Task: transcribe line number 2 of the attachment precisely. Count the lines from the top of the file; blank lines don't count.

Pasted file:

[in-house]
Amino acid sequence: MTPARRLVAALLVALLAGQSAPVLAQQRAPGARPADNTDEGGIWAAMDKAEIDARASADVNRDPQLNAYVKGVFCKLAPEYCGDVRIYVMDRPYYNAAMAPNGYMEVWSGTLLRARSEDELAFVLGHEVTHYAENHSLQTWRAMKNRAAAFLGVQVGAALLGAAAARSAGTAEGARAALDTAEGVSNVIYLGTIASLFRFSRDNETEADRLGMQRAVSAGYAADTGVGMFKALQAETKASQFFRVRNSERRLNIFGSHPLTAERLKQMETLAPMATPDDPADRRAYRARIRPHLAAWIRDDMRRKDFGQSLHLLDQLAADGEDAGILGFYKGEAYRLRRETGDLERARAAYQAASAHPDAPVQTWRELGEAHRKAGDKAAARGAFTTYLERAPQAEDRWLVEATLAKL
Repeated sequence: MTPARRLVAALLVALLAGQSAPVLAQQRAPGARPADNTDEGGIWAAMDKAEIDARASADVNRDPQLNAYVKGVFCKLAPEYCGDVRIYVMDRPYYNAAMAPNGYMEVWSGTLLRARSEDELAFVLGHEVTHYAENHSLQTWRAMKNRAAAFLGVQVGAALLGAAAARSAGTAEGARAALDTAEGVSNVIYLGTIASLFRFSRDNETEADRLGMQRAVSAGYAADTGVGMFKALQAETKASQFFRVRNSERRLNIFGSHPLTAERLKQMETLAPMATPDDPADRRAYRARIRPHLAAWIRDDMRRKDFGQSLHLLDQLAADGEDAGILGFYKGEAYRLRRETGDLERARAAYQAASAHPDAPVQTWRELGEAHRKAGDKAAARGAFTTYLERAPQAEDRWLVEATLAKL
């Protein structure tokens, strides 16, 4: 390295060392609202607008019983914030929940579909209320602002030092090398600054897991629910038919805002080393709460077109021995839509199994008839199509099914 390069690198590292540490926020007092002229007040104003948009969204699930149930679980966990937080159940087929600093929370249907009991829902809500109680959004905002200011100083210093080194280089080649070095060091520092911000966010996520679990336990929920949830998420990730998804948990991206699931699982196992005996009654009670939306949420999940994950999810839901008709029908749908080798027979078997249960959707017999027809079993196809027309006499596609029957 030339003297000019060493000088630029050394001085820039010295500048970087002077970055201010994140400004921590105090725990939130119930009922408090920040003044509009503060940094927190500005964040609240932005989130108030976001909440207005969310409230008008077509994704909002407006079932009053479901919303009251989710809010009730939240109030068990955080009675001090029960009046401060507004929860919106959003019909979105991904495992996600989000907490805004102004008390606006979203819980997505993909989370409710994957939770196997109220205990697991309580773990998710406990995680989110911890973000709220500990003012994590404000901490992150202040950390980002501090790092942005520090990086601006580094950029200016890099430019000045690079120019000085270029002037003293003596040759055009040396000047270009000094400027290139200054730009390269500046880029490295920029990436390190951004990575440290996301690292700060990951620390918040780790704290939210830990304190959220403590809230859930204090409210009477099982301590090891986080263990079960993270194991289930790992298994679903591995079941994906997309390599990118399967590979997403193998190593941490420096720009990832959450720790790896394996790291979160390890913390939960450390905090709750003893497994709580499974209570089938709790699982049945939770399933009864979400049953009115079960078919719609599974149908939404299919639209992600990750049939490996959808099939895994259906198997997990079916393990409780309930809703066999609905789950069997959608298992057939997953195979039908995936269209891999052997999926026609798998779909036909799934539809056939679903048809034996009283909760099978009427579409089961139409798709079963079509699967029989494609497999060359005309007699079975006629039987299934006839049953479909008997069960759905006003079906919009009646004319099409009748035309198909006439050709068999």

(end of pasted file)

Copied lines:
Amino acid sequence: MTPARRLVAALLVALLAGQSAPVLAQQRAPGARPADNTDEGGIWAAMDKAEIDARASADVNRDPQLNAYVKGVFCKLAPEYCGDVRIYVMDRPYYNAAMAPNGYMEVWSGTLLRARSEDELAFVLGHEVTHYAENHSLQTWRAMKNRAAAFLGVQVGAALLGAAAARSAGTAEGARAALDTAEGVSNVIYLGTIASLFRFSRDNETEADRLGMQRAVSAGYAADTGVGMFKALQAETKASQFFRVRNSERRLNIFGSHPLTAERLKQMETLAPMATPDDPADRRAYRARIRPHLAAWIRDDMRRKDFGQSLHLLDQLAADGEDAGILGFYKGEAYRLRRETGDLERARAAYQAASAHPDAPVQTWRELGEAHRKAGDKAAARGAFTTYLERAPQAEDRWLVEATLAKL